By Alice McDermott
Farrar, Straus and Giroux, $25, 240 pages
Alice McDermott's new novel "Someone" is the story of an ordinary girl growing up between the world wars in an Irish Catholic neighborhood in Brooklyn. Marie tells her story not necessarily in chronological order. What makes the story extraordinary is the detail of time and place, and the depth of the characters, ordinary people presented with a freshness and turn of phrase that makes each someone unique. "Someone" is an old-fashioned novel, written with wit and insight.
Marie's first-person account begins when she is 7 years old, "a shy child, and comical-looking, with a round, flat face and black slits for eyes, thick glasses, black bangs, a straight and serious mouth — a little girl cartoon." "'A bold piece' is what my mother called me,'" she explains.
Her best friend is Gerty Hanson, who "was made to say the Rosary with her family every night after dinner, her mother and father and all three of her big brothers kneeling on the floor around the parents' bed." After Gerty's generous mother died in childbirth, Marie refused to learn how to cook. "I thought if I learned to cook, my mother would die. The way it happened to my friend. I was a stubborn child."
The girls spent many hours on their front stoops, watching the neighborhood boys play stickball. Blind Bill Corrigan, "who had been gassed in the war" and "wore a business suit and polished shoes," presided over the games. "[A]lthough there was a glitch in the skin around his eyes, a scarred shine in the satiny folds of his eyelids, although he was brought to the kitchen chair every afternoon when the weather was fine by his mother, whose arms he held the way a bride holds the arm of a groom, it was to him that the boys in the street appealed whenever a dropped ball or an untimely tag sent both teams howling and cawing, to his side of the street ... begging [him] to make the call."
Marie adored her alcoholic father; she loved her mother and her handsome brother, Gabe, who was ordained a priest, but lost his vocation and ended up years later in a mental hospital. "My brother was a mystery to me, but a mystery I had always associated with the sacred darkness of the bedroom we had shared in Brooklyn, or the hushed groves of the seminary, or the spice of the incense in the cavernous church ... . Incomprehensible, yes, but in the same way that much that was holy was incomprehensible to me, little pagan."
Marie was courted by crippled Walter Hartnett; she loved him "for the hitch in his walk, the built-up shoe, as much as she loved him for his clever smile and his gray eyes." When he dropped her to marry a girl who "was better looking, really. No flaws ... like you and me," she was devastated. When she asked her brother in despair "who's going to love me?" he answered, "Someone ... Someone will."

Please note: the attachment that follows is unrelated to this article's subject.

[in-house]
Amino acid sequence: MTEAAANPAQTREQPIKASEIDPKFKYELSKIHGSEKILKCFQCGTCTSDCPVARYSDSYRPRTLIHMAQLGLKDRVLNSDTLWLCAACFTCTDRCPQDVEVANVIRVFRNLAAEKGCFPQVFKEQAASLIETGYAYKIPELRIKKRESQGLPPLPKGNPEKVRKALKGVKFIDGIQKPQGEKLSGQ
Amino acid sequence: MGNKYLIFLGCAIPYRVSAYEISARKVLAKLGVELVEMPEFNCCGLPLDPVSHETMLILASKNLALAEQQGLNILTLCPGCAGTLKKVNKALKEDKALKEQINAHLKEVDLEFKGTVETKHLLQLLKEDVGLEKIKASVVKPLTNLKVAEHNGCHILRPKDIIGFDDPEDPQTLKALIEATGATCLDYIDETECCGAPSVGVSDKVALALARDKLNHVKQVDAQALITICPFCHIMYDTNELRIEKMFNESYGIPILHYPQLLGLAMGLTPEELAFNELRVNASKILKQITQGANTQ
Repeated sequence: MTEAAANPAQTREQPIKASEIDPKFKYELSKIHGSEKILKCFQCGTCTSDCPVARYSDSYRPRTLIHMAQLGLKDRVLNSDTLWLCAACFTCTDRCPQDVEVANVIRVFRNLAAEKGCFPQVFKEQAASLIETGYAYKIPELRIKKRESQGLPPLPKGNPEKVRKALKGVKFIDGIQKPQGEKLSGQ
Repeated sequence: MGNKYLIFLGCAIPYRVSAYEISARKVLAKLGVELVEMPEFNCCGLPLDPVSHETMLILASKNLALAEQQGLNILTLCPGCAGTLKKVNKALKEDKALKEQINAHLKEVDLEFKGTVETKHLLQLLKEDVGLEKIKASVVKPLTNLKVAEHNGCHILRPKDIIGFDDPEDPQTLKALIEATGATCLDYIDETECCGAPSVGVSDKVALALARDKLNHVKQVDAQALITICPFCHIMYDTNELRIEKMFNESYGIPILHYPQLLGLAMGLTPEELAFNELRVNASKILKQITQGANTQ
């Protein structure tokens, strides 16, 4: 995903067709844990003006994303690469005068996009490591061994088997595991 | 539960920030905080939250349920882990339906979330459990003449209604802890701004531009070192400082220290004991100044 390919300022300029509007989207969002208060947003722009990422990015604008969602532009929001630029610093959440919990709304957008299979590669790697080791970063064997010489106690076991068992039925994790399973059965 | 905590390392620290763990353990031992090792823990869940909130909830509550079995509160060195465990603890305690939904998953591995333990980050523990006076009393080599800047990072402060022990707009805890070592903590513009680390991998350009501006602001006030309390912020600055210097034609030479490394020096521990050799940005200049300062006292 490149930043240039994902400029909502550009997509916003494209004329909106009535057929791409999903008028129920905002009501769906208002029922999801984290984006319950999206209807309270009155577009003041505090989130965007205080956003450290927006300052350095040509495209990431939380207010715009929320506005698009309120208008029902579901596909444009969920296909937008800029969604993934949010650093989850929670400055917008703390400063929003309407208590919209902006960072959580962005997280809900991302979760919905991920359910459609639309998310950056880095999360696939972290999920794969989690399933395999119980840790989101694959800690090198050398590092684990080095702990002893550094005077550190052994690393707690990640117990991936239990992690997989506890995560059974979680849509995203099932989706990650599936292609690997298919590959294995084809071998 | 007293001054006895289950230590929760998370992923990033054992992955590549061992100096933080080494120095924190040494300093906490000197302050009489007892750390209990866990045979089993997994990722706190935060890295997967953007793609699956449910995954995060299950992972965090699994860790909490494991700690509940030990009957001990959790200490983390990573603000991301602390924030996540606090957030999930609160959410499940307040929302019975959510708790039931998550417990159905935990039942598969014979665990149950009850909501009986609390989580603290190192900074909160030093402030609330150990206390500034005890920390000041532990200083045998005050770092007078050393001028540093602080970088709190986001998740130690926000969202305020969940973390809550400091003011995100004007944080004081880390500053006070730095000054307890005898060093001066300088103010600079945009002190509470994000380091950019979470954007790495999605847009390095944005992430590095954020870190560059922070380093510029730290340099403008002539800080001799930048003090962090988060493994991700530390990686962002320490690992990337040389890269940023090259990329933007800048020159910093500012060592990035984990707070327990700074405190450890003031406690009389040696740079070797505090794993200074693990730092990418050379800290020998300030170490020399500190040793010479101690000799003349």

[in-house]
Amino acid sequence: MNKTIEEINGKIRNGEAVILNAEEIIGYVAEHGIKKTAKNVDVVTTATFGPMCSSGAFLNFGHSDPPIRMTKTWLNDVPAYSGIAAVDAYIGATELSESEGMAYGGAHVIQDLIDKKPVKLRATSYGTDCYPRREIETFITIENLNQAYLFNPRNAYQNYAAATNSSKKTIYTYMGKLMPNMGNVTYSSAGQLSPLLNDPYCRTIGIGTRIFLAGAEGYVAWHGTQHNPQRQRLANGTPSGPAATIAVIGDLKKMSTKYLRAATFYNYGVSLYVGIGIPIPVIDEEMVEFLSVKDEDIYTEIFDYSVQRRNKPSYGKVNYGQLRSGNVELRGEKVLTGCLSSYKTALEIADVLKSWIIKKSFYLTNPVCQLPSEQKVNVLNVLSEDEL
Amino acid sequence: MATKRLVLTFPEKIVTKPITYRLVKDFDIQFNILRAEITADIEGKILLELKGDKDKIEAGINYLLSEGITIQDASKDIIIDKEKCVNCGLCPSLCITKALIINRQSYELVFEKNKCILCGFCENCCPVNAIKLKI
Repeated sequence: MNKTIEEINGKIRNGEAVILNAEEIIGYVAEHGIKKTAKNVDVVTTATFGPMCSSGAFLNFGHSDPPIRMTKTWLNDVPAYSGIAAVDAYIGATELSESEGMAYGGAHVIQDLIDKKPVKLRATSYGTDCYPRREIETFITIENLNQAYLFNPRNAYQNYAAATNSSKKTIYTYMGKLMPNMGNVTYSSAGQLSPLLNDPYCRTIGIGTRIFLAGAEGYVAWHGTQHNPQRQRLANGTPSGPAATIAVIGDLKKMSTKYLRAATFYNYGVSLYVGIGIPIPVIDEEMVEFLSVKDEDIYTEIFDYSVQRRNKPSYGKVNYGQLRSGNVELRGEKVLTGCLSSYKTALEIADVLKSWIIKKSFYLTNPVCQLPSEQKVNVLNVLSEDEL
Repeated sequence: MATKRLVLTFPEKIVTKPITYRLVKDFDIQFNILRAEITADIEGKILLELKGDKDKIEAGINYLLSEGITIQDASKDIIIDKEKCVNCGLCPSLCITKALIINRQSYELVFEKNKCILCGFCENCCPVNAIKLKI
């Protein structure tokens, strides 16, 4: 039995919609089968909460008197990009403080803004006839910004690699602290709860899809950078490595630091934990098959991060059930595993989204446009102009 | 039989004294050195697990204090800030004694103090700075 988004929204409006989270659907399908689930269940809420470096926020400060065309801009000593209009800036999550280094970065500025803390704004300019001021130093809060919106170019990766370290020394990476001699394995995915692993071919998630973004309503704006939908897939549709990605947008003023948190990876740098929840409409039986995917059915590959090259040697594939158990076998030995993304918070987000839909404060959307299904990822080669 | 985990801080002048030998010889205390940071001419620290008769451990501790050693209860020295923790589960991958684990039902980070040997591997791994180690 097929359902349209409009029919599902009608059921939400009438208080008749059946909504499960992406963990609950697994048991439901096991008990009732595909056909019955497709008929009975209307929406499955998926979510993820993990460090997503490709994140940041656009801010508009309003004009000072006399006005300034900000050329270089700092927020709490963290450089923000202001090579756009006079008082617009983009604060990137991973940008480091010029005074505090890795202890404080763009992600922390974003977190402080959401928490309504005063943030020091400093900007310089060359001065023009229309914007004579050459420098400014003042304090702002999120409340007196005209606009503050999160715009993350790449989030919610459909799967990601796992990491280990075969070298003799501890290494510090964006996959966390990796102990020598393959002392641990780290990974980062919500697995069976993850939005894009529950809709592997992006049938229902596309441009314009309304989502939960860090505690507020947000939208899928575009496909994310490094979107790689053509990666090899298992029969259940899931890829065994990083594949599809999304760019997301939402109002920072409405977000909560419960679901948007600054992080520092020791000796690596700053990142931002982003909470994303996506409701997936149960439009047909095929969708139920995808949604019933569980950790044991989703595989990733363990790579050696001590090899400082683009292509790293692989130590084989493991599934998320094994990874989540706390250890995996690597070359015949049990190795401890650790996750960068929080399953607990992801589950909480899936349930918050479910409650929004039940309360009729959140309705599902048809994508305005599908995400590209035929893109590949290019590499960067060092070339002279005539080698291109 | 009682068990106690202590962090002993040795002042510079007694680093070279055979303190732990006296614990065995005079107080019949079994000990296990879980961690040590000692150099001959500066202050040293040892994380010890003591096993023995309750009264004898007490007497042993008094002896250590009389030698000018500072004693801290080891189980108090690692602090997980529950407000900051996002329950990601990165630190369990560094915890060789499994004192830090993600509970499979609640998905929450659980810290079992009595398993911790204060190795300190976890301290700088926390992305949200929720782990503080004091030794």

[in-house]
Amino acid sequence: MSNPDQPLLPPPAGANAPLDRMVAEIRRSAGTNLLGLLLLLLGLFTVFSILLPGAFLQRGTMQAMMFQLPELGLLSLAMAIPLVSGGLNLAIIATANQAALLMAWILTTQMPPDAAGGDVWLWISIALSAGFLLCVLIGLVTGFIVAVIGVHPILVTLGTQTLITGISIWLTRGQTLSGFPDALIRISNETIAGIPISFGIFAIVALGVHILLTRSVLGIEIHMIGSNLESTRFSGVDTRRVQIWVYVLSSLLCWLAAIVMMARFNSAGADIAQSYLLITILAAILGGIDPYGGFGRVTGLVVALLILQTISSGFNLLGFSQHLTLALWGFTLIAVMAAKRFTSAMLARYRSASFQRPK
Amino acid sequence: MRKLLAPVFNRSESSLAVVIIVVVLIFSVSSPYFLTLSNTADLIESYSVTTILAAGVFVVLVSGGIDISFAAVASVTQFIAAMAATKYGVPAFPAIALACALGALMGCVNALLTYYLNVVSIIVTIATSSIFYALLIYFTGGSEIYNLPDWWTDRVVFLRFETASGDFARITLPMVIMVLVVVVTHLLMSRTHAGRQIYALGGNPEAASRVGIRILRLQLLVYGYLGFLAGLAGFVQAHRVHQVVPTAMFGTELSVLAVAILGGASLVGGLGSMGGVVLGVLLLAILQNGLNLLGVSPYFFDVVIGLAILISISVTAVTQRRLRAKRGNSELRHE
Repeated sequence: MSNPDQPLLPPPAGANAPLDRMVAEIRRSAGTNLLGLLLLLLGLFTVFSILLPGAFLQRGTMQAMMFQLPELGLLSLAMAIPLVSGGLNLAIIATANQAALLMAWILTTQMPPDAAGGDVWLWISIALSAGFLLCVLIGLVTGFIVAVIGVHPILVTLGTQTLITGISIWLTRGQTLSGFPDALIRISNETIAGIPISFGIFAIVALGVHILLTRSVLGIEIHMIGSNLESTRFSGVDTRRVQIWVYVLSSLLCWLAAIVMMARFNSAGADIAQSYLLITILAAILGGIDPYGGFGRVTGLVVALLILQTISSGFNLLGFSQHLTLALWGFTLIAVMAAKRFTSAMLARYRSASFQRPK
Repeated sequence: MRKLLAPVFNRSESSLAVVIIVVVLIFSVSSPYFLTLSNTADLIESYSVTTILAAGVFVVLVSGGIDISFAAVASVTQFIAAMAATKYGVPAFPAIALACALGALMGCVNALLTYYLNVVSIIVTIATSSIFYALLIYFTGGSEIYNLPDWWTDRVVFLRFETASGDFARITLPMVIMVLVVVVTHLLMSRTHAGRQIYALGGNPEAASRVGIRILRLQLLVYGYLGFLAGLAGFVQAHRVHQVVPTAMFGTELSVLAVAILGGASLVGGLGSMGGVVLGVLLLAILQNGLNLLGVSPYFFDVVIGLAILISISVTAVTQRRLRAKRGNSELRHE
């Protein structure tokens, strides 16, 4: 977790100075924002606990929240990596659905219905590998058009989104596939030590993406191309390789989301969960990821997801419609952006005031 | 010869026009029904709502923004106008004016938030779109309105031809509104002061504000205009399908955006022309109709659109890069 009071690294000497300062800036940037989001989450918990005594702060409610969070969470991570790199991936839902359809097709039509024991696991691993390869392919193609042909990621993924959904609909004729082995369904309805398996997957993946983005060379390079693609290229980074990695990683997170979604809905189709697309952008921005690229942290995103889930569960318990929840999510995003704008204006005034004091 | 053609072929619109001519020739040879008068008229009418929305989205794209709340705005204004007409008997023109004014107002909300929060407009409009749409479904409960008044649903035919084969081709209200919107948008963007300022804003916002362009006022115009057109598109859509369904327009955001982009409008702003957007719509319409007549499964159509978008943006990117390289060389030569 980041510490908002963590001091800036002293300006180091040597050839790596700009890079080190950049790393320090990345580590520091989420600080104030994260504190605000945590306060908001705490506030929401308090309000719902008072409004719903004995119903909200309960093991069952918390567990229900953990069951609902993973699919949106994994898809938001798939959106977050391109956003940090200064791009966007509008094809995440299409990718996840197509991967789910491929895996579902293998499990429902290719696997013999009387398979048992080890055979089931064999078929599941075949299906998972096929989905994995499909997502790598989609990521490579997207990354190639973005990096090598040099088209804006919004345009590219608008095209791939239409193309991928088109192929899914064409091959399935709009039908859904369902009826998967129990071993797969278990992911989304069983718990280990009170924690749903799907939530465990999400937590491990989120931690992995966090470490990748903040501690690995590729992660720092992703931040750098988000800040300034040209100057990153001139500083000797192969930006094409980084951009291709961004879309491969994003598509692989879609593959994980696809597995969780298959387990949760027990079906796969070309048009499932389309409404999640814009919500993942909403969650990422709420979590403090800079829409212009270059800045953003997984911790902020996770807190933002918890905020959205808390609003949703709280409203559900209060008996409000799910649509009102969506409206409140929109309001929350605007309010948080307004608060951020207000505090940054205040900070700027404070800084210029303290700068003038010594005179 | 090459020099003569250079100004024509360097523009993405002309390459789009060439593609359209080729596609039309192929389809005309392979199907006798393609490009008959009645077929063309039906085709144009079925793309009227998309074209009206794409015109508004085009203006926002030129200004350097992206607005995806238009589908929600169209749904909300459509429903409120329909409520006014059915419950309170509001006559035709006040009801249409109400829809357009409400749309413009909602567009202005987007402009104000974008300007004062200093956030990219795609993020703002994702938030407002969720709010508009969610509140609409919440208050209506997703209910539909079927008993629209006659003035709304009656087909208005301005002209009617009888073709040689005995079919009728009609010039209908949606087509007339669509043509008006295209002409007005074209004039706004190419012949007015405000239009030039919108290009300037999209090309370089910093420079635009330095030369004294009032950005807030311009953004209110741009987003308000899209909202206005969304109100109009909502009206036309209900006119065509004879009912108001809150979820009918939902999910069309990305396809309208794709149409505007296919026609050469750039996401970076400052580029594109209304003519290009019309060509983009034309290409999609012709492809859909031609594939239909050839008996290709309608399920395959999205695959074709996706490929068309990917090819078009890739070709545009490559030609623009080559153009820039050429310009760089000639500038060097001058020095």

Afraid to work in Manhattan, Marie accepted a job as hostess in the neighborhood funeral parlor, tempted by the offer of five new dresses that went along with the job. Mr. Fagin, the proprietor, explained to her that "[i]t's rest for the weary eye at the end of a long vigil, the sight of someone young, a lovely young woman such as yourself. It reminds us of life. Life again, which is also the hope of resurrection."
Ultimately, someone did love her. Marie married a kind young man; she had children and grandchildren and a happy marriage. She almost lost her life giving birth to her first child, and suffered unhappy consequences late in life when a cataract was removed from the wrong eye.
The characters are not glamorous, but Miss McDermott's descriptions give them a special reality. For example, Pegeen Chehab, a neighbor, had "a loping hunchbacked walk. She had, always, a bit of black hair along her cheek, straggling to her shoulder, her bun coming undone ... . She was not a pretty girl particularly; there was a narrowness to her eyes and a wideness to her jaw, crooked teeth, wild eyebrows, and a faint mustache."
The rhythm of Miss McDermott's prose colors the simple things of everyday life. As Marie and her brother sat on a bench, they "watched a young man pass by with his jacket over his shoulder, a thick book in his hand. Then a pair of policemen with swinging billy clubs. A trio of thin sailors."
There is much pleasure for the reader in this beautifully written story of a life filled with joy and pain, sorrow and delight in a neighborhood of poverty but replete with the rich fabric of everyday life.
Corinna Lothar is a writer and critic in Washington.